Story: Canterbury places
Page 10 – The Port Hills
The Port Hills
Hills between Christchurch and Lyttelton Harbour. They are the eroded remnants of the northern rim of the Lyttelton volcano, and run from Godley Head at the entrance to Lyttelton Harbour round to Gebbies Pass at the harbour’s head.
The 1867 Lyttelton rail tunnel cut through the hills, which were a major barrier between city and port. The older Bridle Path crosses the hills between Lyttelton and Heathcote. The road over Evans Pass from Sumner to Lyttelton was completed in 1857, and carried all traffic between the city and its port until the road tunnel was opened in 1964.
The Summit Road, which follows the crest of the Port Hills from Evans Pass to Gebbies Pass, was built during the 1930s on the initiative of H. G. Ell. Along its route are quaint rest houses: The Sign of the Takahe, The Sign of the Bellbird and The Sign of the Kiwi. Large areas of the hills are now publicly owned, but sheep farming continues.
In the footsteps of pioneers
When the Canterbury Association settlers arrived at Lyttelton in 1850, the road to Christchurch via Sumner had not been completed. They had to carry their worldly goods up the steep bridle track, which led over the saddle to the Heathcote Valley. It is now a well-used public walkway, with memorials and seats to mark its significance.
Seaside suburb at the eastern end of the Port Hills. There was a village there from the earliest years of European settlement, and it was an independent borough until 1945. Until the road tunnel of 1964, the main road between Christchurch and Lyttelton passed through Sumner.
Linked by tram to the city from 1888, Sumner became a popular resort for city folk. Cave Rock, an unusual volcanic lava deposit on the foreshore, has delighted many generations of Christchurch children. Car access became easier after 1937, when a road alongside the tram causeway across McCormacks Bay was opened.
Most of Sumner occupies the flat floor of a valley, but from the early 1900s houses were also built on Clifton Hill and Scarborough Head. By the 2000s the appeal of living near the sea boosted the number of apartments, cafés, bars and restaurants.
Suburb on the southern shore of the Avon–Heathcote estuary. The area grew as a residential suburb from the early 1900s. One of the oldest archaeological sites in Canterbury, from the moa-hunter period of Māori culture, is centred on a cave and flat ground at Redcliffs.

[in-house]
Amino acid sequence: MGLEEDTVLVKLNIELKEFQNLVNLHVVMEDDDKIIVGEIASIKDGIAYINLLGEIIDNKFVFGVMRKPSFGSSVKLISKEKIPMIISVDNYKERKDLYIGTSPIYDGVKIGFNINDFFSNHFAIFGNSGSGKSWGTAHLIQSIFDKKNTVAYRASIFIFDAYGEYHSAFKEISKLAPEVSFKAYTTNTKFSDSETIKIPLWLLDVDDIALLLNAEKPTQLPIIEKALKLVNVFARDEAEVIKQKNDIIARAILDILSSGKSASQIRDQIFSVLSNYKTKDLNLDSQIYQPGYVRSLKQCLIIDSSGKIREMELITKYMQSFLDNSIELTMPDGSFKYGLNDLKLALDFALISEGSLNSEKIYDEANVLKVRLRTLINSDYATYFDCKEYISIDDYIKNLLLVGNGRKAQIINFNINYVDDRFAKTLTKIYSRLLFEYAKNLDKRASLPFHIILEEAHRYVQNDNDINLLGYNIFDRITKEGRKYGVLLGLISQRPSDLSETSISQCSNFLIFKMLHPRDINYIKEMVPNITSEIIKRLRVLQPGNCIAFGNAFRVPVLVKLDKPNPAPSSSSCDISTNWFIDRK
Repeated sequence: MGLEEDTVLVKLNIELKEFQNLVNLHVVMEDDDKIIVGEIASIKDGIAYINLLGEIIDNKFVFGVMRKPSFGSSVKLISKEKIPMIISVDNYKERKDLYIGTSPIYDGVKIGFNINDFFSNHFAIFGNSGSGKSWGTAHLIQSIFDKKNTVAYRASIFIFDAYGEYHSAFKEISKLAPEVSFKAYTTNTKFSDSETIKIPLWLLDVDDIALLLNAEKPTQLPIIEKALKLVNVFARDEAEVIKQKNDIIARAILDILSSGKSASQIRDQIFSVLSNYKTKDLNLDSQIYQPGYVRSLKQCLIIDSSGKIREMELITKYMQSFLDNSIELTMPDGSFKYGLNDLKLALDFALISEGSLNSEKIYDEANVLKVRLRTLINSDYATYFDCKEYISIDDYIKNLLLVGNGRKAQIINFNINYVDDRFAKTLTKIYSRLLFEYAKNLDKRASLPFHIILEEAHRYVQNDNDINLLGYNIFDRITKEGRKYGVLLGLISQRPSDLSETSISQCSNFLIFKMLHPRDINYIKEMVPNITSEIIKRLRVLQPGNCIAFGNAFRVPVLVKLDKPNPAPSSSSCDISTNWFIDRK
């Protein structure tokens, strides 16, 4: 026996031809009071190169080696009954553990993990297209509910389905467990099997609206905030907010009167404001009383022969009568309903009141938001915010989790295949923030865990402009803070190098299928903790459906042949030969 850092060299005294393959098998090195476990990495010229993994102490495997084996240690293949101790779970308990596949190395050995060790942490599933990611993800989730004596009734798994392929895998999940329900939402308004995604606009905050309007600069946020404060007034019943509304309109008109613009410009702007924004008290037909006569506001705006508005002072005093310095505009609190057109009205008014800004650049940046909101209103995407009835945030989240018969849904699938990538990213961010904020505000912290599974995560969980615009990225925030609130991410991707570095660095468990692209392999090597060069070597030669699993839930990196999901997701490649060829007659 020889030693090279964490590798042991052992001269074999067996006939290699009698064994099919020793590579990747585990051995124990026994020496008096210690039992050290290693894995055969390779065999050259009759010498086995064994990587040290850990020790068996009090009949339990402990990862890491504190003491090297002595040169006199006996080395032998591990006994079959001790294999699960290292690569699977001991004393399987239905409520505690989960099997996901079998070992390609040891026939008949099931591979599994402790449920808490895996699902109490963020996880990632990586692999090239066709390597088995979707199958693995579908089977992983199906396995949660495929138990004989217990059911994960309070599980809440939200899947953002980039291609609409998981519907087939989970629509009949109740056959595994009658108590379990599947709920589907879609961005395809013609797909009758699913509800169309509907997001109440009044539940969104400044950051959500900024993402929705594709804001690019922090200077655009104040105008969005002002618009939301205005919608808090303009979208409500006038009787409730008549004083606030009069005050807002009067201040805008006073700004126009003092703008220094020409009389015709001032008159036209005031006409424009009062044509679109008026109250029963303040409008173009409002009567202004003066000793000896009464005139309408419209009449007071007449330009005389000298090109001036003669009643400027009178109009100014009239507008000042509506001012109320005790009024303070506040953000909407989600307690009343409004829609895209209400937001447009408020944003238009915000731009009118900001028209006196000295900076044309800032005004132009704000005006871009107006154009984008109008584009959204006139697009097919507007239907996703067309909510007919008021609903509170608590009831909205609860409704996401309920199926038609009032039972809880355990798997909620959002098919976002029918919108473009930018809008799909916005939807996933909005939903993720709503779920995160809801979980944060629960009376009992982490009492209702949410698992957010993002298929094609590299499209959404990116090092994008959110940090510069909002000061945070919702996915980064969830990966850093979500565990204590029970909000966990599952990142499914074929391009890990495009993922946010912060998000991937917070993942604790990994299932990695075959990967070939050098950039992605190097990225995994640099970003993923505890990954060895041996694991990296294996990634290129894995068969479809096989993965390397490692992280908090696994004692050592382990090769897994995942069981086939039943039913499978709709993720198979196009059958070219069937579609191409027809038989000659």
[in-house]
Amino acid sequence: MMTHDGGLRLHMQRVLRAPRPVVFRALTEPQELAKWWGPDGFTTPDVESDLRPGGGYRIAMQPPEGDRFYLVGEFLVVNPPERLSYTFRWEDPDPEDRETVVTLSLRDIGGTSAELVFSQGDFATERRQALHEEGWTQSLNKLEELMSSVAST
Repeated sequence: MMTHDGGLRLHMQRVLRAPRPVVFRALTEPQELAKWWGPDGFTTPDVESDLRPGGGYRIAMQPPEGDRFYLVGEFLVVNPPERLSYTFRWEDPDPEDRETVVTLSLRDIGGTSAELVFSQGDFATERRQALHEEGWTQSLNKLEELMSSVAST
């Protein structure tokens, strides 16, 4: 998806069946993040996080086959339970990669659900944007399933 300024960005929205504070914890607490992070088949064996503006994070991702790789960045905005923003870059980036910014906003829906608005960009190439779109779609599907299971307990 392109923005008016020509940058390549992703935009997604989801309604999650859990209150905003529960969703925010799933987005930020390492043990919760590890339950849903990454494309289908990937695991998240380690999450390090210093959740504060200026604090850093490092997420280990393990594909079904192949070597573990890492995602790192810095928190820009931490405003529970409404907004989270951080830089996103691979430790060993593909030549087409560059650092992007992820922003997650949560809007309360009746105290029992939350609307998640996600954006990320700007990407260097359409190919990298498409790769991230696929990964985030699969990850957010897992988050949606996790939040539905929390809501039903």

Suburb lying in a valley on the western side of the Port Hills. At the foot of the Bridle Path and at the northern portals of the rail tunnel of 1867 and road tunnel of 1964, Heathcote became an industrial centre, with early brickworks and maltworks. Along with neighbouring ‘sun-trap’ valleys of Horotane and Avoca, the valley supported orchards.
Location near where the Heathcote River enters the Estuary. After the first European settlers had climbed over the Bridle Path, they had to cross the Heathcote River on their way to the site of Christchurch.
The ferry from which Ferrymead takes its name began operating in 1850. Prior to the Lyttelton rail tunnel, goods were shipped to wharves on the lower Heathcote River. The railway from Christchurch to the wharf at Ferrymead opened in 1863. This was the first public steam railway in New Zealand. Ferrymead Historic Park, a major museum of transport and technology, has been developed since the 1960s.
The oldest suburb on the lower flanks of the Port Hills. The first houses were built in the 1890s. It flourished after trams reached The Sign of the Takahe rest house. Cashmere became fashionable, with a slightly bohemian reputation. The name came from the Kashmir estate owned by early settler John Cracroft Wilson, who was born in India.
Other hill suburbs which grew later include Westmorland to the west, and Huntsbury Hill, Hillsborough and Murray Aynsley Hill to the east. Further east, Mt Pleasant and St Andrew’s Hill overlook the Estuary.